When my mother died in 2017, at age 90, my brother fell into a deep depression and self-imposed isolation. His neighbors described him as being “nice, sometimes grouchy” with “strange people” who would come to visit him. I went through his cellphone to see if there was anyone we could tell about his death. What I found were a number of text messages that talked about “buying narcos” from people whose numbers had since been disconnected.

It is estimated that 10,000 baby boomers retire daily. If the current trend continues, substance abuse deaths could quadruple. More research and studies are needed to find strategies and treatments to help senior citizens struggling with alcohol and drugs.

Moreover, it’s my belief that public policy should play a more progressive role in the treatment of addiction.

Criminalizing a behavioral disease only creates more people with addiction and more prisoners. Despite the fact that 33 states have decriminalized marijuana, penalties for use and possession of opioids and other narcotics are reflective of the longstanding criminal legal practice of locking up chronic drug abusers.

According to a 2016 U.S. Department of Justice report, 1,288,466 people were serving sentences in state prisons, of whom 190,100 (14.75 percent of the total) had as their most serious offence a drug charge and a total of 45,300 were jailed for drug possession alone. In comparison, there are just over 13,500 substance abuse rehab facilities in the entire United States.

A nonjudgmental, compassionate approach to mental health and addiction treatment would go a long way to address substance abuse among the elderly. In addition, the availability of age-specific 12-step programs like Alcoholics Anonymous, Narcotics Anonymous and other group therapies can be especially helpful for older adults, although these programs are certainly not for everyone.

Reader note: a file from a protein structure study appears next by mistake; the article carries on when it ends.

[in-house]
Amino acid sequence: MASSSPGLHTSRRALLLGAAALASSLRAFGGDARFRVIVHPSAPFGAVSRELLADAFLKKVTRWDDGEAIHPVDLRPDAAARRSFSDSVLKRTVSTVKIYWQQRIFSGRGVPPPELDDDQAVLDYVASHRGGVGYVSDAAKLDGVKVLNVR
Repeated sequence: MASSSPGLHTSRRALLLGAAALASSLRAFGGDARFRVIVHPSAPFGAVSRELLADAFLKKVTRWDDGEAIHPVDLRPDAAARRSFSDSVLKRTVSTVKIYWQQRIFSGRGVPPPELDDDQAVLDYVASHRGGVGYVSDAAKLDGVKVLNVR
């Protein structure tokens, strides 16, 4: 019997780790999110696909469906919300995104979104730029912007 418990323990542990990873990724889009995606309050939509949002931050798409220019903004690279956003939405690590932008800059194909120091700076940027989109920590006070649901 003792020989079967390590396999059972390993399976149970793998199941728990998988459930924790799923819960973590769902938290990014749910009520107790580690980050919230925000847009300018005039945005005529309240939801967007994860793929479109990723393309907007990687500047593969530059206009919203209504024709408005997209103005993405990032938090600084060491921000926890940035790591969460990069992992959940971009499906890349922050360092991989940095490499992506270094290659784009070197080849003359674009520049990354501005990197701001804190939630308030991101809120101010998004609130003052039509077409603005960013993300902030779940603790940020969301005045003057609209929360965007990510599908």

Original Medicare, the government-sponsored health insurance for adults 65 and over, offers coverage for in-patient drug rehabilitation, as does the Affordable Care Act. Medication-assisted treatment (MAT) is effective in treating opioid addiction, and while MAT is more available today than it was a decade ago, barriers to access remain. Medications to treat alcohol and opioid addiction need to be more accessible and affordable.

Currently, the cost of Food and Drug Administration-approved drug treatment prescriptions are covered at least partially by some insurance companies. For example, Antabusea drug which creates a negative reaction to alcohol — can run around $80 for a 30-day supply. Also relatively inexpensive are Naltrexone, a so-called “opiate antagonist” that blocks opioid receptors, and Campral, which can reduce symptoms of long-lasting withdrawal and could be more effective in patients with severe addiction.

Every year, hundreds of thousands of families lose brothers and sisters, mothers and fathers, loved ones like William, to substance abuse and addiction. A societal commitment to improving treatment and prevention of drug dependence for those who have reached old age will remove the stigma of addiction and encourage those who struggle to seek help.

The Substance Abuse and Mental Health Services Administration, a branch of the U.S. Department of Health and Human Services, offers free and confidential treatment referral and information service (in English and Spanish) for individuals and families facing mental and/or substance use disorders. Call 1-800-662-HELP (4357) for more information.